Wall Street is headed to Russia as President Dmitry Medvedev tries to lure investors with state asset sales and revive the allure of the slowest-growing economy among the major emerging nations this year.
Citigroup Inc.’s Vikram Pandit, Bank of America Corp.’s Brian T. Moynihan, Blackstone Group’s Stephen Schwarzman and Deutsche Bank AG’s Josef Ackermann are among the bankers circling St. Petersburg for the annual economic forum. Medvedev is trying to combat Russia’s reputation as the world’s most corrupt major economy amid investor uncertainty about the future of his ruling tandem with Prime Minister Vladimir Putin.
The president will use the showcase to counter concern about Russia’s investment climate by unveiling a $10 billion sovereign fund to stimulate domestic private equity and a move to expand a $30 billion asset sale program. The plan to auction off company holdings will be the “thrust” of the president’s speech, Arkady Dvorkovich, his economic adviser, said June 15.
“They remain skeptical but are at least willing to sit down at the table because he keeps talking the talk they want to hear,” Bernie Sucher, a board member of Aton Capital and the former country head of Bank of America Merrill Lynch in Russia, said by phone from St. Petersburg on June 15.
Banks including Citigroup and Goldman Sachs Group Inc. are boosting their Russia headcount even as investors pause to see who will be in charge. JPMorgan Chase & Co.’s Jamie Dimon, Citigroup’s Pandit and Goldman’s Lloyd Blankfein are among a panel of 27 advising the Kremlin on how to turn Moscow into a global financial center.
The central bank on June 14 picked Goldman Sachs, JPMorgan, Morgan Stanley, Credit Suisse Group AG and Troika Dialog to manage a sale of part of its stake in OAO Sberbank, the country’s largest lender, in a transaction worth as much as $7 billion.
The government also has shortlisted Morgan Stanley, JPMorgan and Deutsche Bank to manage an IPO of OAO Sovcomflot, Russia’s biggest shipper.
Last year was the biggest for Russian mergers and acquisitions since 2007, helped by 96 deals worth $50.9 billion in the fourth quarter alone, Bloomberg data show. Russia has seen deals worth $36 billion in the first half, up from $26 billion for the same period a year earlier.
“A large part of why these banks are coming to St. Petersburg is because of this M&A and privatization business,” said Clemens Grafe, chief economist for Goldman Sachs in Russia. “The old corporate landscape is changing. Russian international corporations like Rosneft want to integrate with the West.”
The authorities plan to raise $30 billion by 2015 from the sales, helping to improve corporate governance and replenish state coffers, Economy Minister Elvira Nabiullina has said. OAO TransContainer, a unit of Russia’s rail monopoly, was the last state-owned company to hold an IPO, raising about $400 million in November 2010.
Russia’s economy needs a “multifold” increase in investment to be modernized, Medvedev said March 30 while unveiling his 10-point program to make the nation more attractive to investors. The measures included removing senior officials from the boards of state companies they oversee, approving a state-asset sale program for the next three years and proposing a law on minority shareholders’ right to information.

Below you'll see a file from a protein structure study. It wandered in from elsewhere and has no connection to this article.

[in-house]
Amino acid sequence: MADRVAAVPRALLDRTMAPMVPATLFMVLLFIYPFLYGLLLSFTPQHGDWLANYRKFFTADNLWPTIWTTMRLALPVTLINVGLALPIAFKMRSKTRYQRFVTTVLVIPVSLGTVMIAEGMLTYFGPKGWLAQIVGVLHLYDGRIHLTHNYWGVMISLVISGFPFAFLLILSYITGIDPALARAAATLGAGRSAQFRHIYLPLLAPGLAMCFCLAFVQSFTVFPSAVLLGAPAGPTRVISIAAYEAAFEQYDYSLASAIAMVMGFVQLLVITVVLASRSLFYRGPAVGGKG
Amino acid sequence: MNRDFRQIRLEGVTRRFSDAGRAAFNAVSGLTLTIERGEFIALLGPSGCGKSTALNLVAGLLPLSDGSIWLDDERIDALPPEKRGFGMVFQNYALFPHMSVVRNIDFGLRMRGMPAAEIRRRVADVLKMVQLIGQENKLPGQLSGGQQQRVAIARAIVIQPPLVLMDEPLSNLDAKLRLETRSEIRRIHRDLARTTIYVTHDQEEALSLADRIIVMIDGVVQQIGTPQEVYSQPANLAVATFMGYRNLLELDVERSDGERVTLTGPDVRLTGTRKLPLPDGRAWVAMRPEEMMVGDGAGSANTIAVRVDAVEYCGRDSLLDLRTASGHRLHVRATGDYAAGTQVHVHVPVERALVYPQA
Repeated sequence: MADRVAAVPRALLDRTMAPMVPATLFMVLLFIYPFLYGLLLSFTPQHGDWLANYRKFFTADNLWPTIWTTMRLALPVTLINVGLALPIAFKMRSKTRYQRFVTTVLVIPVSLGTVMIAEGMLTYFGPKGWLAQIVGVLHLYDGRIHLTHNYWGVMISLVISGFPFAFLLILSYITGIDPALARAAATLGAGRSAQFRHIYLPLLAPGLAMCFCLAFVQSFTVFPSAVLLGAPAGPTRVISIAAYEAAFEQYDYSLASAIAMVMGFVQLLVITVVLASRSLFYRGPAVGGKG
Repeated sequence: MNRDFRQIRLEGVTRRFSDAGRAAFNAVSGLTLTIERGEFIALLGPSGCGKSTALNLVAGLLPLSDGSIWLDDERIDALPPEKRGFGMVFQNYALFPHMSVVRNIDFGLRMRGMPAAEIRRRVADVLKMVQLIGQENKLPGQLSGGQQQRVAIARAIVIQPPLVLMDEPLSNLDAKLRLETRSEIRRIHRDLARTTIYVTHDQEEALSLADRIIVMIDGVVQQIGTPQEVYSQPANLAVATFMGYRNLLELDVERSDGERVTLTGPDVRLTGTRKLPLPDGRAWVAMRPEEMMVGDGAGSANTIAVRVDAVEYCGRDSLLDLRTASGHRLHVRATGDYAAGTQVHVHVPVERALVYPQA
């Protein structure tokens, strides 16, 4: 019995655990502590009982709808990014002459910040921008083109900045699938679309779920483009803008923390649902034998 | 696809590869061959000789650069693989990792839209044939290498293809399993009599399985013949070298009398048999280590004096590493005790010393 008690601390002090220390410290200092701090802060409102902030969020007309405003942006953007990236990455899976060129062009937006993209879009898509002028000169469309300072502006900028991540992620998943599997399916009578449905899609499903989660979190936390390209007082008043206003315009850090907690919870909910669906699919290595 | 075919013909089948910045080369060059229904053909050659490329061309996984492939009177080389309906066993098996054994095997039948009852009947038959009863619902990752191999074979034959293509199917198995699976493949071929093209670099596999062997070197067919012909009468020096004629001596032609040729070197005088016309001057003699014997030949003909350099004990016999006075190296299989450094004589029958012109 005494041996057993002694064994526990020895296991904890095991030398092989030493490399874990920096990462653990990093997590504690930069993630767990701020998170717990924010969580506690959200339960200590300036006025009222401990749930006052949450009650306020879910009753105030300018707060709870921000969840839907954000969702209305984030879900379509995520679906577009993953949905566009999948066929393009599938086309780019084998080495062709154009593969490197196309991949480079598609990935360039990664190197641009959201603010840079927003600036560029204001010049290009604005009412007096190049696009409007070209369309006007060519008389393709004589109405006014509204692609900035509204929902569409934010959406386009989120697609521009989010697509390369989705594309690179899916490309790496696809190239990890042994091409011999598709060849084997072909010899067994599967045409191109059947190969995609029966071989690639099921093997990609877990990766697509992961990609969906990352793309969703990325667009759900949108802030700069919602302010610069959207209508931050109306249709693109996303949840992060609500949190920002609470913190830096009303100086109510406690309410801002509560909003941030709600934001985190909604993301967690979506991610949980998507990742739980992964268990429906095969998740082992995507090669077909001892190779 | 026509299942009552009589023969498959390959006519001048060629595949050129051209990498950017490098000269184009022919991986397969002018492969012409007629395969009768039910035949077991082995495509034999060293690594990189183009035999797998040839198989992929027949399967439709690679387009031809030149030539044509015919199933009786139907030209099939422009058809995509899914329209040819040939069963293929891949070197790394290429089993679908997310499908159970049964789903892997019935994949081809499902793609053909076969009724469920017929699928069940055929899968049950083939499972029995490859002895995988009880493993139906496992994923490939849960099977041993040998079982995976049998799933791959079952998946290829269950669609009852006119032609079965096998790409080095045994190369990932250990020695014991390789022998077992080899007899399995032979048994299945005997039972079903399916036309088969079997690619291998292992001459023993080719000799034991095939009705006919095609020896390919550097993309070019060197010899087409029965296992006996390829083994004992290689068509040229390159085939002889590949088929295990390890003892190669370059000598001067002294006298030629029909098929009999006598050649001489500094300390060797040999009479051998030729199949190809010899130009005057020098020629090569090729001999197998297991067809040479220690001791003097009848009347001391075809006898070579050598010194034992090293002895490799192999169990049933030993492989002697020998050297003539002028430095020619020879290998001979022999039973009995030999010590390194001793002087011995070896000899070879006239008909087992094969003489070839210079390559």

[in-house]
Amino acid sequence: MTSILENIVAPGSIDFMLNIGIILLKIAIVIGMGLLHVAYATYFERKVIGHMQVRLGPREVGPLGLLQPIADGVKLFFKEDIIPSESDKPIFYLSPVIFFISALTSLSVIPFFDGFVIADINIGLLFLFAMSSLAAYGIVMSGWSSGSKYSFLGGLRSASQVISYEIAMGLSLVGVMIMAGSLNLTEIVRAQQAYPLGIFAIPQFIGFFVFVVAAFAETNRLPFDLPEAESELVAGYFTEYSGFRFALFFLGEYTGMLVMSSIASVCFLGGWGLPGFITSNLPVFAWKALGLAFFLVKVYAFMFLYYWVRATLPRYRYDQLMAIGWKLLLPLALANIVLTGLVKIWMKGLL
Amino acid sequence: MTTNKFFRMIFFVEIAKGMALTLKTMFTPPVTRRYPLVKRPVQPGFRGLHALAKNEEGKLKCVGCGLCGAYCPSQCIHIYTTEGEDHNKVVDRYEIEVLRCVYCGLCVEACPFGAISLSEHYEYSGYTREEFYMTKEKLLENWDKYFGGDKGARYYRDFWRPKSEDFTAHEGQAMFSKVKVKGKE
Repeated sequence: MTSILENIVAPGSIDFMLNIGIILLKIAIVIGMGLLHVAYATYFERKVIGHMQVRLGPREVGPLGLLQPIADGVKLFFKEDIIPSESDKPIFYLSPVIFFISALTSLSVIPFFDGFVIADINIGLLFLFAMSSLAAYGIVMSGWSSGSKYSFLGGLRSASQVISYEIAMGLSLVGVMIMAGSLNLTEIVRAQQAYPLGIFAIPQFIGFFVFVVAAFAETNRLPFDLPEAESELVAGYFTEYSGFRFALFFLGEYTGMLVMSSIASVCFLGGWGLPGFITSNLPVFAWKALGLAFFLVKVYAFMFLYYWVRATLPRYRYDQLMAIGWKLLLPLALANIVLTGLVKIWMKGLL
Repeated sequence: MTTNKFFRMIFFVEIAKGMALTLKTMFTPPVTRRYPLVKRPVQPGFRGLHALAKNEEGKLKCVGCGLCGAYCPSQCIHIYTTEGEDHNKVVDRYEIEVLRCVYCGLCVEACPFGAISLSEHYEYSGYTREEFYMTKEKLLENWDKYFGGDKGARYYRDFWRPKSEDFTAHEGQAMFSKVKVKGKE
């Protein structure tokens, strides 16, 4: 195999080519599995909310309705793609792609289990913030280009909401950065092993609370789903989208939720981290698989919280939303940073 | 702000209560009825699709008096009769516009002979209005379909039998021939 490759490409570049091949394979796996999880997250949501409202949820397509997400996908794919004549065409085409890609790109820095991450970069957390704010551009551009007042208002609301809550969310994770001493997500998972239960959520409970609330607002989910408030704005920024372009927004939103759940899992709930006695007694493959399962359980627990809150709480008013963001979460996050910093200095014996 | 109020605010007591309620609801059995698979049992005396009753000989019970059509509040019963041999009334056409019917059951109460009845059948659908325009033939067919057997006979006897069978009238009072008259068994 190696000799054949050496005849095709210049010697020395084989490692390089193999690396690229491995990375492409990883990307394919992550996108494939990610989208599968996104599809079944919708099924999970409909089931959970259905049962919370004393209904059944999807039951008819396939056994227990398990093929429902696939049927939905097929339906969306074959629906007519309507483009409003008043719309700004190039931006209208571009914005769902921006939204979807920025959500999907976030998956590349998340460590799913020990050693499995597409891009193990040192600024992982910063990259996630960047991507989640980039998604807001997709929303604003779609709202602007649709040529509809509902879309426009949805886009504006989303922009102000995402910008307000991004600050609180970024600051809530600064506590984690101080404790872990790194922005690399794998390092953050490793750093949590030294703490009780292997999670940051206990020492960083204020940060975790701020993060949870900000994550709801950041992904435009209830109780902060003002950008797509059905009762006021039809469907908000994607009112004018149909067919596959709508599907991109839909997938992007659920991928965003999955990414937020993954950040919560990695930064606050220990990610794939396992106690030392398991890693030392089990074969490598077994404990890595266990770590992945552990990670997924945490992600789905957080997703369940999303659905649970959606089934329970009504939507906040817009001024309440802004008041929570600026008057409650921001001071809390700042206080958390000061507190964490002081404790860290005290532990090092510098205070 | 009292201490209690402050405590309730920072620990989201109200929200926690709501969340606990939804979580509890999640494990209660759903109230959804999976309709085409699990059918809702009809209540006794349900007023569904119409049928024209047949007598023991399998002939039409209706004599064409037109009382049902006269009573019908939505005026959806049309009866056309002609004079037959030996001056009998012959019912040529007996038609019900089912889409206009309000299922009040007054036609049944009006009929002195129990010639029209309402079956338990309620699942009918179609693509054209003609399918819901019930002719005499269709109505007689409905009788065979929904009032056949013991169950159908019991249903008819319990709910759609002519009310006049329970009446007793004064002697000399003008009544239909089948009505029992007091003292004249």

“This is big stuff,” Liam Halligan, the chief economist at Prosperity Capital Management in London, which oversees more than $5 billion in Russia and the CIS region, said in an interview. “You’ve now got very senior people in the government stepping down from running multibillion-dollar companies. That should be seen pretty positively.”
Even so, Medvedev, who has called Russia’s reliance on oil “humiliating,” said the investment climate remains “very bad.” The nation’s failure to stop corruption and diversify the economy means it needs $200 a barrel oil to match the economic growth of China and India, Mikhail Khodorkovsky, the former billionaire jailed since 2003, said in written answers to questions relayed through his lawyers.
Khodorkovsky said his case should remind global business leaders gathering in St. Petersburg that no one is safe from extortion. Graft threatens the foreign investment Medvedev to help boost growth to as much as 10 percent, he said.
Russia’s 30-stock Micex Index has dropped 7.9 percent so far this quarter and was the first among benchmark measures in the world’s 20 largest equity markets to fall at least 10 percent from a recent peak, the common definition of a correction, since mid-March.
Russia may have total net outflows of $30 billion to $35 billion for 2011, roughly equal to the $35.3 billion of capital that left last year, central bank First Deputy Chairman Alexei Ulyukayev said May 31. Investors pulled $353 million from Russian stock funds in the week to May 18, the biggest outflow since 2006, EPFR Global data show.
Political uncertainty is “part of the reason, but I think it’s more complicated than that,” Roland Nash, chief investment strategist at Verno Capital, said June 10 in a telephone interview. “There’s the general business environment.”
Putin, 58, chose Medvedev, a 45-year-old lawyer from his hometown of St. Petersburg, as his successor in 2008 because of a ban on serving three consecutive terms. Neither Medvedev nor Putin has ruled out running for president in 2012.
“Russia is far from a perfect place to do business but there is plenty of easy money to be made for global banks involved in big deals and privatizations,” Michael Kart, a managing partner at Moscow-based investment company Spectrum Partners Ltd., said in e-mailed comments. “It’s a matter of holding your nerve.”